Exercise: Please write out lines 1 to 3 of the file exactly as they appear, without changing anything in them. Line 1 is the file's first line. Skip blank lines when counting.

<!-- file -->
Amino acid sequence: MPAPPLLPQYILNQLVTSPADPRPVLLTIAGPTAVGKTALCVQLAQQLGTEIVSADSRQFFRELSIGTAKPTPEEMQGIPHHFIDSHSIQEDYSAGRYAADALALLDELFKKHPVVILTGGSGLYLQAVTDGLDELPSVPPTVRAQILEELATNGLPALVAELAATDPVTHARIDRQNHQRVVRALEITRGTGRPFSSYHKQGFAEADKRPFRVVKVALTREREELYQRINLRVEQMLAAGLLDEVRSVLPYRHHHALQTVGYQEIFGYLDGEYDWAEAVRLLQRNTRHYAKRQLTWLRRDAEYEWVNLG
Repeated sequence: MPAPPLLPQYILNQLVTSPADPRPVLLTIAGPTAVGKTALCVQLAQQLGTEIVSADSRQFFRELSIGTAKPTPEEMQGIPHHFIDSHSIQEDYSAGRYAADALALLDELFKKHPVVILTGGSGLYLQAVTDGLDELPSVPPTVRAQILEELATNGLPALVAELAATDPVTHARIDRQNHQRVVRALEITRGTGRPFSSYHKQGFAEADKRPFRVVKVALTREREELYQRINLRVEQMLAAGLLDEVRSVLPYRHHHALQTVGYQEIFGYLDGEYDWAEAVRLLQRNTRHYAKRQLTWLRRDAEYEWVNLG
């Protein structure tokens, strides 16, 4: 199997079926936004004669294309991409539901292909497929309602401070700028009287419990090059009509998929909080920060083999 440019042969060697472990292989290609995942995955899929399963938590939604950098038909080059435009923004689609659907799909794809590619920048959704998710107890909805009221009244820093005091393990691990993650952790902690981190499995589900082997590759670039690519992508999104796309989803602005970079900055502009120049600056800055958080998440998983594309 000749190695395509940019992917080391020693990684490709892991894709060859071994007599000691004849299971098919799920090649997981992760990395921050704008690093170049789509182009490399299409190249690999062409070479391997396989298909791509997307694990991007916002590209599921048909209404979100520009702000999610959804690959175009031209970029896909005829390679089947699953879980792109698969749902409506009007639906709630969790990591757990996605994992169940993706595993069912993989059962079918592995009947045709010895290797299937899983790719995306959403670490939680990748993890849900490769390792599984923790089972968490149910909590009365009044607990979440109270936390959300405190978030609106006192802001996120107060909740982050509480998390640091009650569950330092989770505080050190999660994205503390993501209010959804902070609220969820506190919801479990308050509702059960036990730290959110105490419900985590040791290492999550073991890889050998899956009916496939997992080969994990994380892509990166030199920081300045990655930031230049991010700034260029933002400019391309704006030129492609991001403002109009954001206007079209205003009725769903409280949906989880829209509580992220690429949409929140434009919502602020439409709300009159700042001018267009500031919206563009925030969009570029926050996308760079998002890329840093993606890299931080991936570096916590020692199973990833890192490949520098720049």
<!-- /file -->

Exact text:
Amino acid sequence: MPAPPLLPQYILNQLVTSPADPRPVLLTIAGPTAVGKTALCVQLAQQLGTEIVSADSRQFFRELSIGTAKPTPEEMQGIPHHFIDSHSIQEDYSAGRYAADALALLDELFKKHPVVILTGGSGLYLQAVTDGLDELPSVPPTVRAQILEELATNGLPALVAELAATDPVTHARIDRQNHQRVVRALEITRGTGRPFSSYHKQGFAEADKRPFRVVKVALTREREELYQRINLRVEQMLAAGLLDEVRSVLPYRHHHALQTVGYQEIFGYLDGEYDWAEAVRLLQRNTRHYAKRQLTWLRRDAEYEWVNLG
Repeated sequence: MPAPPLLPQYILNQLVTSPADPRPVLLTIAGPTAVGKTALCVQLAQQLGTEIVSADSRQFFRELSIGTAKPTPEEMQGIPHHFIDSHSIQEDYSAGRYAADALALLDELFKKHPVVILTGGSGLYLQAVTDGLDELPSVPPTVRAQILEELATNGLPALVAELAATDPVTHARIDRQNHQRVVRALEITRGTGRPFSSYHKQGFAEADKRPFRVVKVALTREREELYQRINLRVEQMLAAGLLDEVRSVLPYRHHHALQTVGYQEIFGYLDGEYDWAEAVRLLQRNTRHYAKRQLTWLRRDAEYEWVNLG
């Protein structure tokens, strides 16, 4: 199997079926936004004669294309991409539901292909497929309602401070700028009287419990090059009509998929909080920060083999 440019042969060697472990292989290609995942995955899929399963938590939604950098038909080059435009923004689609659907799909794809590619920048959704998710107890909805009221009244820093005091393990691990993650952790902690981190499995589900082997590759670039690519992508999104796309989803602005970079900055502009120049600056800055958080998440998983594309 000749190695395509940019992917080391020693990684490709892991894709060859071994007599000691004849299971098919799920090649997981992760990395921050704008690093170049789509182009490399299409190249690999062409070479391997396989298909791509997307694990991007916002590209599921048909209404979100520009702000999610959804690959175009031209970029896909005829390679089947699953879980792109698969749902409506009007639906709630969790990591757990996605994992169940993706595993069912993989059962079918592995009947045709010895290797299937899983790719995306959403670490939680990748993890849900490769390792599984923790089972968490149910909590009365009044607990979440109270936390959300405190978030609106006192802001996120107060909740982050509480998390640091009650569950330092989770505080050190999660994205503390993501209010959804902070609220969820506190919801479990308050509702059960036990730290959110105490419900985590040791290492999550073991890889050998899956009916496939997992080969994990994380892509990166030199920081300045990655930031230049991010700034260029933002400019391309704006030129492609991001403002109009954001206007079209205003009725769903409280949906989880829209509580992220690429949409929140434009919502602020439409709300009159700042001018267009500031919206563009925030969009570029926050996308760079998002890329840093993606890299931080991936570096916590020692199973990833890192490949520098720049």